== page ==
Since this is a work in progress and is somewhat controversial, your comments and suggestions are especially welcome.



There has been much interest recently in issues related to animal rights. Many animal rights groups have become increasingly active in efforts to end what they regard as the mistreatment of animals on factory farms, fur farms, laboratories, and other areas. Supporters of animal experimentation assert that an end to animal experimentation would hinder progress in finding cures for many diseases.

This position paper strives to look at the issues related to animal experimentation and health from a Jewish perspective.

1. Judaism teaches that animals cannot be equated with human beings. But, one need not believe that human beings and animals have the same value to protest against the extremely cruel treatment that animals are subjected to today. The insanity of current policies toward animals can be summarized as follows: First millions of animals are killed to protect our livestock. Then billions of animals are slaughtered for our food. As a result of our animal-centered diets, millions of people contract degenerative diseases. Then millions of additional animals are tortured and killed seeking cures for these diseases, which people generally wouldn`t get in the first place if we had more sensible diets.

Fortunately, we generally do not have an "either- or" situation here; when we mistreat animals, we generally also worsen conditions for people and violate basic Jewish teachings. Animal-centered diets have been associated with: heart attacks, strokes, various types of cancer, and other diseases; the feeding of over 70 percent of the grain grown in the U.S. to animals destined

for slaughter, while an estimated 20 million people die annually due to hunger and its effects; extensive soil depletion and erosion, air and water pollution related to the widespread production and use of pesticides, fertilizer, and other chemicals, and the destruction of tropical rain forests. and other ecosystems; as well as the use of 20 times more land, ten times more energy and water, and far more pesticides, fertilizer, and other resources, than vegetarian diets.

2. Kindness to animals and humane treatment of animals are fundamental tenets of Jewish religion. We believe in going beyond just giving lip-service to these words. We believe in challenging conditions when the beautiful and powerful Jewish teachings on compassion to animals are violated. Certainly we must speak out against excessive statements and actions of some in the animal rights movement. But we should also recognize that the treatment of animals on factory farms and in laboratories and meat- based diets are inconsistent with Jewish teachings related to compassion for animals, preservation of human health, protection of the environment, conservation of resources, and sharing with hungry people.

Because we believe that dietary and other lifestyle changes can have a greater effect on human health than animal experiments, it is important to consider how the mistreatment of animals on factory farms violates basic Jewish values.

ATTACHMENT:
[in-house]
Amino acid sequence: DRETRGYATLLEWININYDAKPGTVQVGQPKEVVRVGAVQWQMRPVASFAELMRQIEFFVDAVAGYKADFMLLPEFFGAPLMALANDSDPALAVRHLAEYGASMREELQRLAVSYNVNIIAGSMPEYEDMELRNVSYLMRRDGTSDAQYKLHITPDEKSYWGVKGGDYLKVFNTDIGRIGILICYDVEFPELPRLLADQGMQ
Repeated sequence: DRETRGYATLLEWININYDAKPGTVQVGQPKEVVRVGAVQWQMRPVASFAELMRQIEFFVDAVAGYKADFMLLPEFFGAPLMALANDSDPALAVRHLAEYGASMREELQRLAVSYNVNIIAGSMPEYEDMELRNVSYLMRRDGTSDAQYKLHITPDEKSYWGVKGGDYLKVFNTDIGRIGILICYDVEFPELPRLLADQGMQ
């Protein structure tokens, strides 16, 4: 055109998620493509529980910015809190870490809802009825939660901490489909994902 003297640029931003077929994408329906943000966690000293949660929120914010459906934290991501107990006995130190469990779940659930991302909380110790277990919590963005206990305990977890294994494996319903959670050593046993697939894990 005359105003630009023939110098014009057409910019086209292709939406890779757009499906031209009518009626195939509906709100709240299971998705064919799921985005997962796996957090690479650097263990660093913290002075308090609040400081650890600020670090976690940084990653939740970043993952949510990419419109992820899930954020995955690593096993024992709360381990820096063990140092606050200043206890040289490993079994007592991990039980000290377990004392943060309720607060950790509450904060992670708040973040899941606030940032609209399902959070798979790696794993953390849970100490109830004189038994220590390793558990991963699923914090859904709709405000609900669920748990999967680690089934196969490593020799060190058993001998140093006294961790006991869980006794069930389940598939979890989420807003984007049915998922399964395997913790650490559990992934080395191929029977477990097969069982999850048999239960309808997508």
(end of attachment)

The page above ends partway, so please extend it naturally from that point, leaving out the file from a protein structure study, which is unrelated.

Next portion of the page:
The conditions under which farm animals are raised today are completely contrary to the Jewish ideals of compassion and avoiding tsa'ar ba'alei chayim (the injunction against causing unnecessary pain to animals). Instead of animals being free to graze on the Sabbath day to enjoy the beauties of creation, they are confined for all of their lives to darkened, crowded cells without air, natural light, or the ability to exercise. Whereas the Torah mandates that animals should be able to eat the products of the harvest as they thresh in the fields, animals today are given chemical fatteners and other additives in their food, based on computer programs. Where Judaism indicates consideration for animals by mandating that a strong and weak animal not be yoked together, veal calves spend their entire lives standing on slats, their necks chained to the sides, without sunlight, fresh air, or exercise.

Jews who continue to eat meat raised under such conditions would seem to be helping to support a system which is contrary to basic Jewish principles and obligations.

Because humans are capable of imagination, rationality, and moral choice, we should strive to end the unbelievably cruel conditions under which farm animals are currently raised. The test of our behavior toward animals should be, as the British philosopher Jeremy Bentham (1748 -1832) put it, "not can they reason, nor can they talk, but can they suffer?" And, the great Jewish philosopher Maimonides felt that animals are like people in fleeing from pain and death.

3. Judaism teaches that there should be great concern about the saving of human lives. But,since the consumption of meat has been linked to heart disease, strokes, several forms of cancer, and other illnesses, we can improve human health far more through dietary and other lifestyle changes than from continuing to pour billions of dollars into animal experimentation. Also, we believe that people should not have a diet that is so wasteful of land, grain, water, energy, and other agricultural resources at a time when so many people, most of whom are children, die annually due to lack of sufficient food. Why do supporters of animal experimentation seem to ignore the many lives lost due to poor diets and wasteful agricultural and consumption practices?

Since, as indicated before, we put higher priority on human life than on animal life, we would not on principle be against all uses of animals, if it had positive effects on human health which could not be obtained in any other way. But we believe that animal experimentation is a flawed methodology and represents poor science, for the following reasons:

a. It is difficult, if not impossible, to gain insight into a human disease by studying an artificially induced pathology in nonhuman animals, no matter how superficially similar the two may be.

b. Because of differences between species, studies conducted on non-human animals cannot reliably be extrapolated to humans. Many times, animals reaction to medicines is completely different than that of people. There is an ever-growing list of drugs that were deemed safe after very extensive animal testing, which later proved to be carcinogenic, mutagenic (causing birth defects) or toxic (poisonous) to humans. Examples of differences in human and animal responses to medicines include: guinea pigs generally die when given penicillin; aspirin causes birth defects in rats and mice but not in people; thalidomide works the other way around; insulin produces deformities in laboratory animals but not in people.